Final Results for 2023 deadline:

IN: Gurianov, Bonino, Allard, Sund, fifth-round pick

Out: Dadonov, Bonino, Henrikson

Cap Space Created: – $600,000

Hughes Has a Quietly Successful 2024 Trade Deadline

If you thought last season’s deadline was quiet, this season wasn’t much louder in terms of movement, but it did help improve the team. In the offseason, Hughes was able to re-sign Monahan on a one-year “show-me” contract in hopes Monahan could redeem himself, and Montreal could once again try to get a first-round pick for his service. Hughes also acquired Tanner Pearson, another player on a one-year contract, hoping to gain assets with him at the deadline. The Canadiens also found themselves in a three-goalie situation: Hughes was worried that Cayden Primeau would be claimed on waivers if sent to the American Hockey League’s Laval Rocket, so he kept him on the Habs roster. This system created issues for the goalies, especially veteran goalie Jake Allen, who struggled to find his rhythm for Montreal.

Jake Allen Montreal Canadiens
Jake Allen, Montreal Canadiens (Amy Irvin / The Hockey Writers)

Hughes once again pulled the trigger early on a trade and moved Monahan to the Winnipeg Jets in early February for both a first and a conditional third-round pick. The day before the deadline, he made a minor move by trading Jan Mysak to the Anaheim Ducks for Jacob Perreault. With thirty minutes left until the end of the deadline, Hughes made his most significant move by trading Allen to the New Jersey Devils for a third-round pick. Hughes didn’t do much at this deadline but fixed the goalie issue and got another first-round pick for Monahan. He couldn’t move Pearson, who was injured for most of the season, and he stood pat on defenseman David Savard, who teams were interested in but not enough to pay the asking price, which was rumoured to be at least a first-rounder.

Final Results for 2024 deadline:

In: Perreault, first-round pick, and third-round pick

Out: Monahan, Allen, and Mysak

Cap Space Created: $4 million

Hughes Using Trade Deadlines to Help Build Future

Hughes knows he needs to rebuild the Canadiens properly by acquiring prospects and draft picks while not panicking to make a move. He calculates every move he makes to ensure that it helps improve the team for the future. In his three deadlines, Hughes acquired eleven players and traded eleven away. Only Heineman, Barron, and Perreault remain among the eleven acquired, and all are prominent prospects. Hughes also ended up with nine draft picks: three first-round picks, two second-round picks, a third and a fourth-round pick, and two picks that were in the fifth round or higher. Only one of those nine picks was traded, and that was Florida’s first-round pick, used to acquire Alex Newhook from Colorado.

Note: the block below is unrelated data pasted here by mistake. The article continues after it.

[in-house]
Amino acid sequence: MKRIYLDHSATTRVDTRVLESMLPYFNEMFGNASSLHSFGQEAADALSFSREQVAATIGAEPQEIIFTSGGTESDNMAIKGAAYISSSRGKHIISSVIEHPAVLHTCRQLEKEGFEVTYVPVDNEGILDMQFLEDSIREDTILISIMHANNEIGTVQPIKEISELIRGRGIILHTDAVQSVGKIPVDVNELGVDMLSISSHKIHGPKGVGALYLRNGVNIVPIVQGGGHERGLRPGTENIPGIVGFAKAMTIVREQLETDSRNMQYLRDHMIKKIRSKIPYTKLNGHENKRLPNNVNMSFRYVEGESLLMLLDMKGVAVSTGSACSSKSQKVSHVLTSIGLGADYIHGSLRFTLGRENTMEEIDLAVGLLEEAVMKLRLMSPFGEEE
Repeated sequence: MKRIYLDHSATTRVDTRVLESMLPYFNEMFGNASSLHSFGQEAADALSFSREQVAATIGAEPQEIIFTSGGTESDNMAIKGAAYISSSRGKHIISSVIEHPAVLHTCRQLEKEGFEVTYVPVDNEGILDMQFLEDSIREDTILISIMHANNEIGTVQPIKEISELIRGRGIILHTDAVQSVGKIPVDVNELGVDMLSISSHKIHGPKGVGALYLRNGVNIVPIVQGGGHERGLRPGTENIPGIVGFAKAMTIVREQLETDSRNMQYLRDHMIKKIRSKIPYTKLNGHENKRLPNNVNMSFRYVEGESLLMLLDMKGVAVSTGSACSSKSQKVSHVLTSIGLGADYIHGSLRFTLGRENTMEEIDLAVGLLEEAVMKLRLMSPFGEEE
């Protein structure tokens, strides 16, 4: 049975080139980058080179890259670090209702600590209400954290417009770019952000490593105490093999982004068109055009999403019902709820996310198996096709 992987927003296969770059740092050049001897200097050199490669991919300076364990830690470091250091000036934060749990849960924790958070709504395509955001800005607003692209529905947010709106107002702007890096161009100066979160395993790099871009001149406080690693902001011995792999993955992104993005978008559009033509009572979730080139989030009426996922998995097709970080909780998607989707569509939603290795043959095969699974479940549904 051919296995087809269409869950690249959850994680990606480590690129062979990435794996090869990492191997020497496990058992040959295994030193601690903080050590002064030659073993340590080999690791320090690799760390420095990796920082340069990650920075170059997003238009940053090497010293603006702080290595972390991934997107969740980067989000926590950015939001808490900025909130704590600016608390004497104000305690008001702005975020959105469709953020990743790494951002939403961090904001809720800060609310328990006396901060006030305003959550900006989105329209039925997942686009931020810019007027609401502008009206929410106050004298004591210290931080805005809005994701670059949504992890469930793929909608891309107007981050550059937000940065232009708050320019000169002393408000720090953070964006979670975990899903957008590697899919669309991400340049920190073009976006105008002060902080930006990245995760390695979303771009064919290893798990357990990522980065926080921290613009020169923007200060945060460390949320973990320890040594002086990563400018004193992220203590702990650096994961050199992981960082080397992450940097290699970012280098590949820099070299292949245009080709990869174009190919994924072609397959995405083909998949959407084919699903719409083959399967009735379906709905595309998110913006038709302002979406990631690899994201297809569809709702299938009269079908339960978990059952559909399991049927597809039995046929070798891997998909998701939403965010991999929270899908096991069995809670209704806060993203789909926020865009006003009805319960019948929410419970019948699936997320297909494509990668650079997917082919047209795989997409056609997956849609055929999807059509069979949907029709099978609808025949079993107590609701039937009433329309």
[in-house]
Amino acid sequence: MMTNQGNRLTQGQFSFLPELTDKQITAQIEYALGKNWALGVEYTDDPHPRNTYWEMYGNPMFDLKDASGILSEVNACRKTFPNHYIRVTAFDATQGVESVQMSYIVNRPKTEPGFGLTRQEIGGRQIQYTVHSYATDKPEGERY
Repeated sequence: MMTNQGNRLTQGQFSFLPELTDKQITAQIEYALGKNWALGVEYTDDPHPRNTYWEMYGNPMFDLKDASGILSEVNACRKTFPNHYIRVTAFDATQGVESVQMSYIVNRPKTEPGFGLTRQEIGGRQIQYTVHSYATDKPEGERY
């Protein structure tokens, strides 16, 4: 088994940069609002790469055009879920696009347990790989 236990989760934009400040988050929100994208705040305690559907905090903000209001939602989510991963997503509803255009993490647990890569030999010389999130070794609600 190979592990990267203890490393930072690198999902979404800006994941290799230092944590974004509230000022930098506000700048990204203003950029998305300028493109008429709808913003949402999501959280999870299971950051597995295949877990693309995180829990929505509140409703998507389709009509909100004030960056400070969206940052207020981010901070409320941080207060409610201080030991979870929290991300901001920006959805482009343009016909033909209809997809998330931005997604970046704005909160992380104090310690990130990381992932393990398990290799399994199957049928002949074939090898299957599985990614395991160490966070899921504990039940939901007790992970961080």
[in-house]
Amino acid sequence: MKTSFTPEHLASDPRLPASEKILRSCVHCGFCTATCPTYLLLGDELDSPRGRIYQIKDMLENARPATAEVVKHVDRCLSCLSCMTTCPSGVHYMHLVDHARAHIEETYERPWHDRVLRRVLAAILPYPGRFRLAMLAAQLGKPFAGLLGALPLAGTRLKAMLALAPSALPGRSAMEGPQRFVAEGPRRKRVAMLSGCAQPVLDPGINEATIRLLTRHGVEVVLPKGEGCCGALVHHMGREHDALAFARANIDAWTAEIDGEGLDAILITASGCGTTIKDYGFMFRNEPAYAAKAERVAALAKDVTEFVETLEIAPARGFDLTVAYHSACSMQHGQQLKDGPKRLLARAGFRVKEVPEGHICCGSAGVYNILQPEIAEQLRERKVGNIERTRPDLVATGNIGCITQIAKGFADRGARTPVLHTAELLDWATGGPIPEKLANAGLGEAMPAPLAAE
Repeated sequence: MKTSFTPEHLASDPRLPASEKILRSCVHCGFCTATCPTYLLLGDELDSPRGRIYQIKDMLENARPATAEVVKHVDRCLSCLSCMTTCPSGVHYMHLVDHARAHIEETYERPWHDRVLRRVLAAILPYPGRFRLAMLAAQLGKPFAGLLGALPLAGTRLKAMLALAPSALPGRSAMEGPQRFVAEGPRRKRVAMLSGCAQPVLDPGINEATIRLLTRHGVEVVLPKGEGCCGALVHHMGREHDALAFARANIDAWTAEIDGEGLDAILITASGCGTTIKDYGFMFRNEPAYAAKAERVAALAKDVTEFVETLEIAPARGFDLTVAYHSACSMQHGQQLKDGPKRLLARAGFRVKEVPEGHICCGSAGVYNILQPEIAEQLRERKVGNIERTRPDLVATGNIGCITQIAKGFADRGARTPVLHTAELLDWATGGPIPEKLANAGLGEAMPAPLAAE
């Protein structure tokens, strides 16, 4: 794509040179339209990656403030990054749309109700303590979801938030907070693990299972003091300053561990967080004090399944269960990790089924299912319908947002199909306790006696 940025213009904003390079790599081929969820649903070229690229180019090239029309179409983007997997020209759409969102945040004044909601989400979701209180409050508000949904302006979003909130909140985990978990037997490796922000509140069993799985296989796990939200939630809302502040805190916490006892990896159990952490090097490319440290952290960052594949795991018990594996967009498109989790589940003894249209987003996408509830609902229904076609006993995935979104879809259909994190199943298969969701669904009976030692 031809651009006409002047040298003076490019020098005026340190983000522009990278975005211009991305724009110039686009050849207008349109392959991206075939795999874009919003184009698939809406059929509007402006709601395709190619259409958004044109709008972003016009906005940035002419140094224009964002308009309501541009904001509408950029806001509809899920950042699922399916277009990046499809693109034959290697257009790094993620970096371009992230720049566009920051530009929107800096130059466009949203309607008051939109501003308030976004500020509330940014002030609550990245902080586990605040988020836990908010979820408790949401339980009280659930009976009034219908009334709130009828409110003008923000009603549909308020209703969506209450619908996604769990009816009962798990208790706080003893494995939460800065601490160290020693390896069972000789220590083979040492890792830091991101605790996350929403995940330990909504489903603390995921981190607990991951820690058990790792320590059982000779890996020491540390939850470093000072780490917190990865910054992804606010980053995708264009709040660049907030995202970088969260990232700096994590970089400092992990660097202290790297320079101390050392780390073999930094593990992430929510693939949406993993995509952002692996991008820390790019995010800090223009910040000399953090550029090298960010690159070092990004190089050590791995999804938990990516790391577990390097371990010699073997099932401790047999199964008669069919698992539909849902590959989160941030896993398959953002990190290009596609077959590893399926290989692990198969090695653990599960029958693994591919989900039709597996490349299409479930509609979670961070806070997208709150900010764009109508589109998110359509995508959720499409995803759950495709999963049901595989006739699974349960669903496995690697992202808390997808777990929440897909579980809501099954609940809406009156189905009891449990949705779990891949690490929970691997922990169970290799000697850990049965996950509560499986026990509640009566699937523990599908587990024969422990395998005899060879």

Related: Canadiens Giving Jacob Perreault a Second Chance

Hughes has managed to gain assets for expiring contracts, help build his prospect pool, and lower the age of his current roster to better align with the team’s rebuild. He also drafted two highly-touted prospects with picks he acquired in Hutson and Mesar. With five of the nine picks left to use, Hughes has valuable assets:24 picks draft over the next two seasons, half of them within the first 90 picks of both two drafts. Hughes made a huge splash in his first deadline but slowed down for the next two. In the second one, he had no choice due to injuries and the play of available players. This season, he was more cerebral in his approach, knowing what he wanted in return for his players and not budging until he got what he wanted. Hughes knows more now about the value in keeping or moving a player, especially one with term; he was quicker to move Monahan and got what he wanted before the market went cold.

Hughes is becoming increasingly educated and confident in his trades; in a short time, he went from making moves to cleaning up a mess to ensuring he gets the proper return that will benefit the Canadiens in the future. Montreal is soon approaching the edge of being a team that’s buying at the deadline. After next season, they will have lots of dead weight off the books and be able to fill holes with better players. Hughes is proving he can be the GM the team needs to get the right players at the right time for a Stanley Cup run in the future.